Sources reported that biologists with the Florida Fish and Wildlife Conservation Commission (FWC) were successful in leaving a female Florida panther into the Picayune Strand State Forest. She is left there with a hope that she might become a mother.
The female panther and her brother were brought up by the White Oak Conservation Center in Yulee since they both were of age of 5 months. They were rescued and protected by the team after the death of their mother.
Darrel Land, FWC panther team leader, said she is healthy and has grown to be a part of the wildlife. He added that the major motive of any panther rescue team is to save the panthers at bad times and then able to release it back to the wildlife.
He disclosed that the male panther will also be released sooner but in some other area for avoiding the chances of conflicts with the other territorial males.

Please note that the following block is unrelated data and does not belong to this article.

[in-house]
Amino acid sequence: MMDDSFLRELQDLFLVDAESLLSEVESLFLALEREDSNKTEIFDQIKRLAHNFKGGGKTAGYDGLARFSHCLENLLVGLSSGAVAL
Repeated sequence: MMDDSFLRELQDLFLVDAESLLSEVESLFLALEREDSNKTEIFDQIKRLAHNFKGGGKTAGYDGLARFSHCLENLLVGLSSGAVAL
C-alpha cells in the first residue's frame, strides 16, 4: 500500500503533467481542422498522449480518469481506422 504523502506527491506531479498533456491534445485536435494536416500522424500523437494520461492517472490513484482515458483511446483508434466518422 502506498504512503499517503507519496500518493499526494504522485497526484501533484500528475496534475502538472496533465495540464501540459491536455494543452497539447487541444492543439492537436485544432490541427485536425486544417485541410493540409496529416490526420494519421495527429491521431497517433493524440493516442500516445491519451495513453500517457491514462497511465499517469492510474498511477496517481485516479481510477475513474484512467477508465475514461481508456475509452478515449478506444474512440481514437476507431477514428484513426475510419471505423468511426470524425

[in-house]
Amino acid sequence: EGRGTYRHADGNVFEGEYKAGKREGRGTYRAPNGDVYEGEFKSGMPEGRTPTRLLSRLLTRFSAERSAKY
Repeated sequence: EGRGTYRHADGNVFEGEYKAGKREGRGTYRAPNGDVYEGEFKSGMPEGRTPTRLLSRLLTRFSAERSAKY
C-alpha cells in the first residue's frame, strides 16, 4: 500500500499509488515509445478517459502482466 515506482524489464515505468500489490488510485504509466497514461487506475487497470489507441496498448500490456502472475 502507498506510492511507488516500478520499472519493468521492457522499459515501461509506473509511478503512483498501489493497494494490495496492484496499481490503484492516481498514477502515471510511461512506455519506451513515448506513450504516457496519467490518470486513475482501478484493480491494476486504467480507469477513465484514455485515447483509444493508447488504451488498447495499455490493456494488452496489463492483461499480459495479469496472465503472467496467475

FWC spokesman Kevin Baxter explained that the interspecies aggression is one of the major reasons of deaths in the animals. The decision of putting the young male panther in a region with other males will be proved as an unworthy step and will act as a disadvantage for him.
Darrell Land, the leader of Florida Panther for the Florida Fish and Wildlife Conservation Commission, said Save the Florida Panther Day is celebrated on third Saturday in March and is a golden opportunity for Floridians to think and act about the plight of these animals.